The next part is goal setting. And I found that goal setting was so important when I was a student but it became even more important once I graduated and enter the workforce. When we’re in school, I feel like we have these preset goals that we all seem to follow, which is go to school, get a job, whether you want to pursue graduate school after that. There’s these preset sort of goals. And so they’re simple and straightforward. But then what happens once you achieve all of these preset goals, that’s when I felt lost. So in 2013, when I graduated and landed my first job, I felt lost about the future once the excitement of a new job calmed down. And I felt like I wasn’t working towards anything anymore. I was felt lost for direction with my career. And that’s when I picked up goal setting to help me navigate my public health career. Goal setting for my career has helped me develop a path I want to follow. So in terms of goal setting, with my public health career, I’ll write down things like different projects I want to work on, different individuals in my team I want to collaborate with, whether there’s manuscripts I want to publish out of my work, whether there’s a new role I want to work towards. So these are things that you can think about. And so think about the achievements and experiences you want to achieve whether that’s in the next 1, 5, 10 or 20 years. And of course, these things will probably change year to year and that’s why you want to reflect and sort of revise your goals. But it’s definitely important for you to have a direction for your journey. So that’s tip number two.

Sujani 9:46
And tip number three is to make yourself stand out and shine. So how can you add value to your organization and make yourself stand out? Here’s one way and this is the way that I’ve, I’ve approached this, it’s to be that one person in your organization that everyone recognizes as the go-to for innovation, or new advancements and technology as it applies to public health. So when your team thinks about you be known as a person who is knowledgeable of any new advancements in public health and technology, and or a different skill, and just be irreplaceable. So how do you do that? In order to do this, well, you need to first and most importantly, recognize your strengths and what you enjoy, because you’re going to be investing in this. So if it’s something that you enjoy, it’ll make it even more fun. And some ways to do this are number one, stay engaged in current news, news, and advancements within the topic area. And you can do this by following industry experts on Twitter, following different newsletters, or even universities, reading a lot. Secondly, you can strengthen your skills once you’ve identified that area that you want to become the expert in, through conferences, workshops, there’s great YouTube videos out there, there’s blogs you can read, there’s online courses. So essentially, you want to keep learning about this new skill or this new area. And finally, you will definitely want to market yourself within your organization. The best way to get the word out about your skills to support different projects that require this skill. You could potentially even host a lunch and learn, or mini workshop at your organization for this new skill. And you want to constantly put your hand up to provide your thoughts when projects with your skill are being discussed. And so on this topic advent, advancing your skills, I want to quickly mention one of the sister sites that I talked about in my timeline, because it fits- fits really well. And that’s the And again, I’ll share more details via our resource page. But it’s essentially infographics101 for public health is an online self paced course designed with public health professionals in mind. And it was actually created after consulting with public health professionals to see if this was a skill that they were looking to build. We launched the course last year and have had over 100 students from over six countries enrolled. And so this is one example of a skill that I say that if you brush up on, you will become the person within your organization that will be known to be the expert in infographic design. So if you’re interested, definitely check out And so that was my third tip.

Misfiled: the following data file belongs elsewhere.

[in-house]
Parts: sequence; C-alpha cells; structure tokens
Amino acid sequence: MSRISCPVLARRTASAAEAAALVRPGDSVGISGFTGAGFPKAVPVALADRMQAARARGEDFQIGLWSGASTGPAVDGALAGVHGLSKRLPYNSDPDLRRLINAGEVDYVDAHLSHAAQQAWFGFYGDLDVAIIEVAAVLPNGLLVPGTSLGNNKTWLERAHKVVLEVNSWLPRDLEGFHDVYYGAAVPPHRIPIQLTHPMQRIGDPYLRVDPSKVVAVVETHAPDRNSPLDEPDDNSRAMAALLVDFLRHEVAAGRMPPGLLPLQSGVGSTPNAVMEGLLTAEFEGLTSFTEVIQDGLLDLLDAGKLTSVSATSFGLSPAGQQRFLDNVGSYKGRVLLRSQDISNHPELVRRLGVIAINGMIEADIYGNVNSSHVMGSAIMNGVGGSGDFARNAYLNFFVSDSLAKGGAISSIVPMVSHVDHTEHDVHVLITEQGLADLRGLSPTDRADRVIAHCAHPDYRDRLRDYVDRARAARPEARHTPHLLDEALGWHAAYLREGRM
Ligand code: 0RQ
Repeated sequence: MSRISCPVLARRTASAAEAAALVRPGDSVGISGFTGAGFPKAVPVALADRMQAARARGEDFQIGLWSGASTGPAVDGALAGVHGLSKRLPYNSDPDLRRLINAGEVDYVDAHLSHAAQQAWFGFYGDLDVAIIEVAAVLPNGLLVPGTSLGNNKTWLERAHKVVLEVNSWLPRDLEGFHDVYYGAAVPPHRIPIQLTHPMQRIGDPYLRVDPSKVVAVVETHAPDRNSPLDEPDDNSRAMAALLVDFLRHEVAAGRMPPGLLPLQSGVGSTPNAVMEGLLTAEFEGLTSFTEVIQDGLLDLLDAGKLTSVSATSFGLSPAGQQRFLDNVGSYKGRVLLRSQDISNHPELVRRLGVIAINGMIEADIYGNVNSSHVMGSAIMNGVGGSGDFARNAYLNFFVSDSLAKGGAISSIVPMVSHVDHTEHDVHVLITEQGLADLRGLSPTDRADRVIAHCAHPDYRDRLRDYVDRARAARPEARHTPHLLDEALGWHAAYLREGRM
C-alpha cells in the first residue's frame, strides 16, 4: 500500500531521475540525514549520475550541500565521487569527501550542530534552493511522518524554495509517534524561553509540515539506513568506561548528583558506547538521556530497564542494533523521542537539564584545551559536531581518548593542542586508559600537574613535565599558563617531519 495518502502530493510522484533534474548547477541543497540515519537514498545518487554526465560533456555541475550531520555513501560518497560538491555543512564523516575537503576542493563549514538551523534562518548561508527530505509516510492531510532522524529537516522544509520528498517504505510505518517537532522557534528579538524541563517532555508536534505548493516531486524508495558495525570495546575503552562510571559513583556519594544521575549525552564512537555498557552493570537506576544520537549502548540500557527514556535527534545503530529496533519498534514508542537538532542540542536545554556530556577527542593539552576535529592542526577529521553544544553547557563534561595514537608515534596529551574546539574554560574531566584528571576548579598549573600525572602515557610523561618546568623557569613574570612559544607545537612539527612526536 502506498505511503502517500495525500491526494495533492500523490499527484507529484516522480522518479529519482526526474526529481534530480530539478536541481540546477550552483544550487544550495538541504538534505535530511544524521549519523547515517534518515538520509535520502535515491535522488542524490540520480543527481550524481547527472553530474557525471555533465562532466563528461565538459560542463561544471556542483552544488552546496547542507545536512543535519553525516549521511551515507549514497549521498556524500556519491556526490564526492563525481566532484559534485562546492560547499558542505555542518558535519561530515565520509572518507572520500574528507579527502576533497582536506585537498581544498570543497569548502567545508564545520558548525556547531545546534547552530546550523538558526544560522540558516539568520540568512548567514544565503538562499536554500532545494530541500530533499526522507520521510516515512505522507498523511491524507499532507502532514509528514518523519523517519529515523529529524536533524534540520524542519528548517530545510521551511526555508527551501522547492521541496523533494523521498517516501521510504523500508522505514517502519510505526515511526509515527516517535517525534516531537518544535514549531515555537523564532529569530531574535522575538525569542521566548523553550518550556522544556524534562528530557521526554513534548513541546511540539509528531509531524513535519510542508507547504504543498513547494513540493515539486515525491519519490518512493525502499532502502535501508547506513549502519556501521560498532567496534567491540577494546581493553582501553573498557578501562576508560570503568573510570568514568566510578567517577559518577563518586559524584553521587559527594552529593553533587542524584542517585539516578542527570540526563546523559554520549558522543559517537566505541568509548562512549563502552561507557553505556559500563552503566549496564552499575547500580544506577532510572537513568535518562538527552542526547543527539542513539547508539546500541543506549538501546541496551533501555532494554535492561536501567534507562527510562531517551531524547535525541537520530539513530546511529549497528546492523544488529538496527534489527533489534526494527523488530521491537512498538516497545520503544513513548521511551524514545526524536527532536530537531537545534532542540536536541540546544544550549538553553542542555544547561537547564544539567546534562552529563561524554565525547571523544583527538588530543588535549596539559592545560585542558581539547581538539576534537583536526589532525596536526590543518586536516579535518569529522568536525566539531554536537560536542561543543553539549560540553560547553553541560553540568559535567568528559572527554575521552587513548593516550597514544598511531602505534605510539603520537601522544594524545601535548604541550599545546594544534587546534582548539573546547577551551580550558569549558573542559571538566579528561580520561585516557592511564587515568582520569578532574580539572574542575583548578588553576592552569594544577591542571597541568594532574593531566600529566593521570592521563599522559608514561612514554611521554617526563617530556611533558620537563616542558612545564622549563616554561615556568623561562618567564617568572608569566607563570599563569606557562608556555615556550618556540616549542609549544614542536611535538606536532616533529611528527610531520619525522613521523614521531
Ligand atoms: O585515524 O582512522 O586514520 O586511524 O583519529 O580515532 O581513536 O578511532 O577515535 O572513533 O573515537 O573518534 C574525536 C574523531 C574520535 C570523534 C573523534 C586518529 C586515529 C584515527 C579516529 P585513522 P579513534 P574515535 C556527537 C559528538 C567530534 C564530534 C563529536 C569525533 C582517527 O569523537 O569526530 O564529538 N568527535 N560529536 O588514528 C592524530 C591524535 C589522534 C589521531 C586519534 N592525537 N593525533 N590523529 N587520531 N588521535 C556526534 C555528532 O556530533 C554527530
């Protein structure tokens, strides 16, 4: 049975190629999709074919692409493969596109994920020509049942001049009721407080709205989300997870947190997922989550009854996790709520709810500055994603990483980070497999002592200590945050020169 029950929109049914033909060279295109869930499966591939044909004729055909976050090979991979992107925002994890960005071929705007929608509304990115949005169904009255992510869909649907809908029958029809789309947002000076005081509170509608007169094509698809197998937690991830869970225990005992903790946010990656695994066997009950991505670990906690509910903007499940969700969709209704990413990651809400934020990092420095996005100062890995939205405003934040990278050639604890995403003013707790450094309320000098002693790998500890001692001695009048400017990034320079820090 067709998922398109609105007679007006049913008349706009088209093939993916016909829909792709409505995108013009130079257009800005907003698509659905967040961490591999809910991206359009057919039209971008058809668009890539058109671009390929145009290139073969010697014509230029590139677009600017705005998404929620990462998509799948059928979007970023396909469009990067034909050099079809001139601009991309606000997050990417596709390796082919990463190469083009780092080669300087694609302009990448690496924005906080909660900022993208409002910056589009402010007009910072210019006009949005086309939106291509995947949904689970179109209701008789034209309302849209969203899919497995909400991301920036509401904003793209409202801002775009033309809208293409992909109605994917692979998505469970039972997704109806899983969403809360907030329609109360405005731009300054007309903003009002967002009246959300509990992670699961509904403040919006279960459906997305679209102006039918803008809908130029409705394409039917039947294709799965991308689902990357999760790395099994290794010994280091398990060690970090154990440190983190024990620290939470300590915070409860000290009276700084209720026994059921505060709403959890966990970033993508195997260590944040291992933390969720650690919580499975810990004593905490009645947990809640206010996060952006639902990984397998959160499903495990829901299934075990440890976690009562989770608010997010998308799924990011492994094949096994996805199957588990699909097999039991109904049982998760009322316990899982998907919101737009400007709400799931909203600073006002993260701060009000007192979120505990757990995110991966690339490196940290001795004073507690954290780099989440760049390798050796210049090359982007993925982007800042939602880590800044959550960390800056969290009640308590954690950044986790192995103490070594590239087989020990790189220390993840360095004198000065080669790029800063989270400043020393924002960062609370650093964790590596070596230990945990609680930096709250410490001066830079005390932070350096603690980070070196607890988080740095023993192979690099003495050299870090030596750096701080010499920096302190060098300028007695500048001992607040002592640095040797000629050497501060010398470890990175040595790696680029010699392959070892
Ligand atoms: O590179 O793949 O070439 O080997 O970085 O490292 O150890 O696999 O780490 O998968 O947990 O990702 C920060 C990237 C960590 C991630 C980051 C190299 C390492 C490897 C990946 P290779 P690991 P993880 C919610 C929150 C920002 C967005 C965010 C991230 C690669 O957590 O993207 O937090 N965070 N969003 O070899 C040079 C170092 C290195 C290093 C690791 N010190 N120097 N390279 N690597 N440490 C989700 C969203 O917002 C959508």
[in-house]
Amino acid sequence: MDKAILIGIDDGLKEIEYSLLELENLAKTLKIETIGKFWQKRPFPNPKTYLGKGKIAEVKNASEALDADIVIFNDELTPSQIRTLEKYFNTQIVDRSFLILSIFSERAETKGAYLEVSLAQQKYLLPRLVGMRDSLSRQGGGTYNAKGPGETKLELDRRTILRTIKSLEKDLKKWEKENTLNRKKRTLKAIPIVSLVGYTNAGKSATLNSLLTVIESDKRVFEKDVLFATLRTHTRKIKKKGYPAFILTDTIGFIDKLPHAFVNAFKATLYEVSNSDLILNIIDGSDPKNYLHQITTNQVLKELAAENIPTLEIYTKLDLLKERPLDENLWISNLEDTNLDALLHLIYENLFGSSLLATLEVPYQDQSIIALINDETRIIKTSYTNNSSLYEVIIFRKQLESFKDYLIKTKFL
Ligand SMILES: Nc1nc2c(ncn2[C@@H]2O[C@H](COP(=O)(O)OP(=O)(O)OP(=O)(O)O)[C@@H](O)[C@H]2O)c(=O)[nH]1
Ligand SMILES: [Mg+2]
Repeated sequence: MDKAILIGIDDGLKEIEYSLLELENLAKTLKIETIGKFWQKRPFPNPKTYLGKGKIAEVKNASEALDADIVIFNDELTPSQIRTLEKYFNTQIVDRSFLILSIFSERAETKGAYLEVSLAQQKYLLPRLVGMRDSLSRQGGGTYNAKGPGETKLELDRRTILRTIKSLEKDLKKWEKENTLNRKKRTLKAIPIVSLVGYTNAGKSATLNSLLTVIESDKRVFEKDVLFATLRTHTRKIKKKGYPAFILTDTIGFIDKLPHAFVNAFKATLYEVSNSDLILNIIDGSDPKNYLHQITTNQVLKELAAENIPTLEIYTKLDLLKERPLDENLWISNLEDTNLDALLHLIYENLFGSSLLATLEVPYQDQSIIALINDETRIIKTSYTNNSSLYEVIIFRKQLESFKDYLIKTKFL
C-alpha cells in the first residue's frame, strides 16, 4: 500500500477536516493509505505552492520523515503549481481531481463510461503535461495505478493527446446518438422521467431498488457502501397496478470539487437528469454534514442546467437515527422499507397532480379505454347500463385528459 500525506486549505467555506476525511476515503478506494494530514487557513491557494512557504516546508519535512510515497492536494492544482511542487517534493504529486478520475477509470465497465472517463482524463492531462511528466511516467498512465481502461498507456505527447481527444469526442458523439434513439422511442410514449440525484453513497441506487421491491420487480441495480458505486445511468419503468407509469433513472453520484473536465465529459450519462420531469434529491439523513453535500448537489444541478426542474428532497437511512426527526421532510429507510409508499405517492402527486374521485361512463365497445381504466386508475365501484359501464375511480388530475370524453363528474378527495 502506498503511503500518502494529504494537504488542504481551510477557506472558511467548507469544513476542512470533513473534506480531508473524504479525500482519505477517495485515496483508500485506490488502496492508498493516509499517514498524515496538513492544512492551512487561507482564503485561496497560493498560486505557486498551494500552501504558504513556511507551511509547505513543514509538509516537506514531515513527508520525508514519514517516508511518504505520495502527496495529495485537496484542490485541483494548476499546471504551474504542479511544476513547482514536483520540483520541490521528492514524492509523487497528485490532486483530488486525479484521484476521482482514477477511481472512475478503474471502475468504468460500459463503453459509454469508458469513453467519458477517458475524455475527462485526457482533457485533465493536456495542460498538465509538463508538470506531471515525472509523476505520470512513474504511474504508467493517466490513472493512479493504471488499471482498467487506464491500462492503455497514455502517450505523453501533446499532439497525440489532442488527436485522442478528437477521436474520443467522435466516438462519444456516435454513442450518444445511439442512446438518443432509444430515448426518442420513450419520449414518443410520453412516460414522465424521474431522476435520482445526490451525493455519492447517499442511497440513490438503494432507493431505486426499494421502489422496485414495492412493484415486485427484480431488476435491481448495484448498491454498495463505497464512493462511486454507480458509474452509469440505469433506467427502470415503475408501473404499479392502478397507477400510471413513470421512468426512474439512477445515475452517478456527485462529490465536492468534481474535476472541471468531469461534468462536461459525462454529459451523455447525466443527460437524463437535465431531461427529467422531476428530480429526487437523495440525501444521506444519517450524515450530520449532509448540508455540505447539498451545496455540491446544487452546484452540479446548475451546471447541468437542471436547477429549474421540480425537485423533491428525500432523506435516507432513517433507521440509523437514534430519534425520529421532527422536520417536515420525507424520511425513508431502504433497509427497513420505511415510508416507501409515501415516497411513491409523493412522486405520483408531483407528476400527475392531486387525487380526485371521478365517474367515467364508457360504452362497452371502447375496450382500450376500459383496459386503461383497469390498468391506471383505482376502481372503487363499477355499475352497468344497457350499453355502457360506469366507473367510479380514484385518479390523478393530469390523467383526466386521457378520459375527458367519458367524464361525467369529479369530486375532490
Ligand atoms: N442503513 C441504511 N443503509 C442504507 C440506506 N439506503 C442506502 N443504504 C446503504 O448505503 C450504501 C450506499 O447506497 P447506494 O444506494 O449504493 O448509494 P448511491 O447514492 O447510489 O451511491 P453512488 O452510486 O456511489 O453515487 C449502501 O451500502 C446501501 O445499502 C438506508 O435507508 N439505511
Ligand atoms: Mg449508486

Sujani 12:56
And to summarize it all, public health has taken me through a number of different paths. And that’s one thing I love about it. It’s such a diverse field that you could take your degree anywhere you wanted. You just have to be creative. And so I challenge you to think outside of the box, dream big, and venture out to find amazing opportunities that the world offers. My degree has taken me to serve as a public servant, start a not for profit organization and has even allowed me to dabble into entrepreneurship. And I know that my journey doesn’t stop here. I hope to use my MPH degree to further explore Global Health, Health Consulting, and even technology. And so my question to you is, where will your public health degree take you?

Sujani 13:47
I hope you enjoyed that episode and will take my three tips if you’re- especially if you’re looking to start your career in public health, and if you want to get the links and information mentioned in today’s episode, head on over to pH And we’ll have everything there for you. And if you’re interested in checking out the infographics course, you can head over to And until next time, thank you so much for tuning into the PH SPOTlight podcast and for the invaluable work that you do for this world.


About the Show

PH SPOTlight: Public health career stories, inspiration, and guidance from current-day public health heroes

On the show, Sujani sits down with public health heroes of our time to share career stories, inspiration, and guidance for building public health careers. From time to time, she also has conversations with friends of public health – individuals who are not public health professionals, but their advice and guidance are equally important.